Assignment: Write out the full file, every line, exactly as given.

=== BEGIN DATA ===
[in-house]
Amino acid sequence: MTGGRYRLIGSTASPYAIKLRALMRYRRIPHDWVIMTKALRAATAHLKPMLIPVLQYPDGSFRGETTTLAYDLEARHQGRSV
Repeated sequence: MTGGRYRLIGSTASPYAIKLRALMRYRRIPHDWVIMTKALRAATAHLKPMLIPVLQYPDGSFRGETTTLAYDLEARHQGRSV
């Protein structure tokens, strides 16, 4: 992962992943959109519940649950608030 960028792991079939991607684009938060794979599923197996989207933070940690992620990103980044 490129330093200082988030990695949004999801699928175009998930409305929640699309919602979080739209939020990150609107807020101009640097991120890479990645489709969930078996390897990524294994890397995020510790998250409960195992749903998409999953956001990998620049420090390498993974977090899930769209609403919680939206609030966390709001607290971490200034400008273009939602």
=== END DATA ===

[in-house]
Amino acid sequence: MTGGRYRLIGSTASPYAIKLRALMRYRRIPHDWVIMTKALRAATAHLKPMLIPVLQYPDGSFRGETTTLAYDLEARHQGRSV
Repeated sequence: MTGGRYRLIGSTASPYAIKLRALMRYRRIPHDWVIMTKALRAATAHLKPMLIPVLQYPDGSFRGETTTLAYDLEARHQGRSV
């Protein structure tokens, strides 16, 4: 992962992943959109519940649950608030 960028792991079939991607684009938060794979599923197996989207933070940690992620990103980044 490129330093200082988030990695949004999801699928175009998930409305929640699309919602979080739209939020990150609107807020101009640097991120890479990645489709969930078996390897990524294994890397995020510790998250409960195992749903998409999953956001990998620049420090390498993974977090899930769209609403919680939206609030966390709001607290971490200034400008273009939602």